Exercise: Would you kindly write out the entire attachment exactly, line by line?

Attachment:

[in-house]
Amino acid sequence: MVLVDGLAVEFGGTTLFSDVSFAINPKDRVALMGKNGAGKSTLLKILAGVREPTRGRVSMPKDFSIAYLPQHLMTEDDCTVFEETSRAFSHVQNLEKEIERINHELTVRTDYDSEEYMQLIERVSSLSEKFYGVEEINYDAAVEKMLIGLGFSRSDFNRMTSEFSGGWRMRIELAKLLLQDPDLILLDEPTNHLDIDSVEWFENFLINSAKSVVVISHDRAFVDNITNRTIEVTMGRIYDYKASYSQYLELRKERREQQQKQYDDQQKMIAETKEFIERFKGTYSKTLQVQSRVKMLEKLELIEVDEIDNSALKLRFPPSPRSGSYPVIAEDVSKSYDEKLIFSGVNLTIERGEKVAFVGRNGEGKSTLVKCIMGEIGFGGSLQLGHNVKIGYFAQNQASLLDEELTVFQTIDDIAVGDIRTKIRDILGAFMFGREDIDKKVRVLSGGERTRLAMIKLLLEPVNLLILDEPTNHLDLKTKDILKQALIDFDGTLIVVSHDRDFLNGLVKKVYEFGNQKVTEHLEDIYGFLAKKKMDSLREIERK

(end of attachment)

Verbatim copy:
[in-house]
Amino acid sequence: MVLVDGLAVEFGGTTLFSDVSFAINPKDRVALMGKNGAGKSTLLKILAGVREPTRGRVSMPKDFSIAYLPQHLMTEDDCTVFEETSRAFSHVQNLEKEIERINHELTVRTDYDSEEYMQLIERVSSLSEKFYGVEEINYDAAVEKMLIGLGFSRSDFNRMTSEFSGGWRMRIELAKLLLQDPDLILLDEPTNHLDIDSVEWFENFLINSAKSVVVISHDRAFVDNITNRTIEVTMGRIYDYKASYSQYLELRKERREQQQKQYDDQQKMIAETKEFIERFKGTYSKTLQVQSRVKMLEKLELIEVDEIDNSALKLRFPPSPRSGSYPVIAEDVSKSYDEKLIFSGVNLTIERGEKVAFVGRNGEGKSTLVKCIMGEIGFGGSLQLGHNVKIGYFAQNQASLLDEELTVFQTIDDIAVGDIRTKIRDILGAFMFGREDIDKKVRVLSGGERTRLAMIKLLLEPVNLLILDEPTNHLDLKTKDILKQALIDFDGTLIVVSHDRDFLNGLVKKVYEFGNQKVTEHLEDIYGFLAKKKMDSLREIERK